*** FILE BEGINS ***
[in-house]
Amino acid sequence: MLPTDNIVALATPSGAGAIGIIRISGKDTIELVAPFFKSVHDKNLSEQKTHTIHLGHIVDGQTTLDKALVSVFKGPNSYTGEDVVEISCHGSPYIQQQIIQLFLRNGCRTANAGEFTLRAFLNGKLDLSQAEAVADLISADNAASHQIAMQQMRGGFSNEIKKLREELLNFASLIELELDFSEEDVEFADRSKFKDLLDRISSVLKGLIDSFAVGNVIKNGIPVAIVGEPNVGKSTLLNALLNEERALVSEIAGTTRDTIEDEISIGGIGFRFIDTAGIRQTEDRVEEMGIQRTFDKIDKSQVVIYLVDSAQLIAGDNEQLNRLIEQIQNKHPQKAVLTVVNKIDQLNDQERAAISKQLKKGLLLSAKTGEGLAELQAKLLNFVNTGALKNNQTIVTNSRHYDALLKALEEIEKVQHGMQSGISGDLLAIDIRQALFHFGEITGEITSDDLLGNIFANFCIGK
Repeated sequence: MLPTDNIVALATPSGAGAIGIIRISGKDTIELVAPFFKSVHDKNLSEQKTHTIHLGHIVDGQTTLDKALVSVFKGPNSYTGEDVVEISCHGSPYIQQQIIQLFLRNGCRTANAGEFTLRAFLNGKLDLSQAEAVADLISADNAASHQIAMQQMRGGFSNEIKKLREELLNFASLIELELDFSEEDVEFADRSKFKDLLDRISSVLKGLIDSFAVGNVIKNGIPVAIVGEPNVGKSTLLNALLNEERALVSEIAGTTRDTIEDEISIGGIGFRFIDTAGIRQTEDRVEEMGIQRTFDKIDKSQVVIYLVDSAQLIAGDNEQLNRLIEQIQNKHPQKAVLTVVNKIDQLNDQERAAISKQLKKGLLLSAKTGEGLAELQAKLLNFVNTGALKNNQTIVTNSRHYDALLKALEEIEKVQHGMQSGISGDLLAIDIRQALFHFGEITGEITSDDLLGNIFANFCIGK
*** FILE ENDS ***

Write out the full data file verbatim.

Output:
[in-house]
Amino acid sequence: MLPTDNIVALATPSGAGAIGIIRISGKDTIELVAPFFKSVHDKNLSEQKTHTIHLGHIVDGQTTLDKALVSVFKGPNSYTGEDVVEISCHGSPYIQQQIIQLFLRNGCRTANAGEFTLRAFLNGKLDLSQAEAVADLISADNAASHQIAMQQMRGGFSNEIKKLREELLNFASLIELELDFSEEDVEFADRSKFKDLLDRISSVLKGLIDSFAVGNVIKNGIPVAIVGEPNVGKSTLLNALLNEERALVSEIAGTTRDTIEDEISIGGIGFRFIDTAGIRQTEDRVEEMGIQRTFDKIDKSQVVIYLVDSAQLIAGDNEQLNRLIEQIQNKHPQKAVLTVVNKIDQLNDQERAAISKQLKKGLLLSAKTGEGLAELQAKLLNFVNTGALKNNQTIVTNSRHYDALLKALEEIEKVQHGMQSGISGDLLAIDIRQALFHFGEITGEITSDDLLGNIFANFCIGK
Repeated sequence: MLPTDNIVALATPSGAGAIGIIRISGKDTIELVAPFFKSVHDKNLSEQKTHTIHLGHIVDGQTTLDKALVSVFKGPNSYTGEDVVEISCHGSPYIQQQIIQLFLRNGCRTANAGEFTLRAFLNGKLDLSQAEAVADLISADNAASHQIAMQQMRGGFSNEIKKLREELLNFASLIELELDFSEEDVEFADRSKFKDLLDRISSVLKGLIDSFAVGNVIKNGIPVAIVGEPNVGKSTLLNALLNEERALVSEIAGTTRDTIEDEISIGGIGFRFIDTAGIRQTEDRVEEMGIQRTFDKIDKSQVVIYLVDSAQLIAGDNEQLNRLIEQIQNKHPQKAVLTVVNKIDQLNDQERAAISKQLKKGLLLSAKTGEGLAELQAKLLNFVNTGALKNNQTIVTNSRHYDALLKALEEIEKVQHGMQSGISGDLLAIDIRQALFHFGEITGEITSDDLLGNIFANFCIGK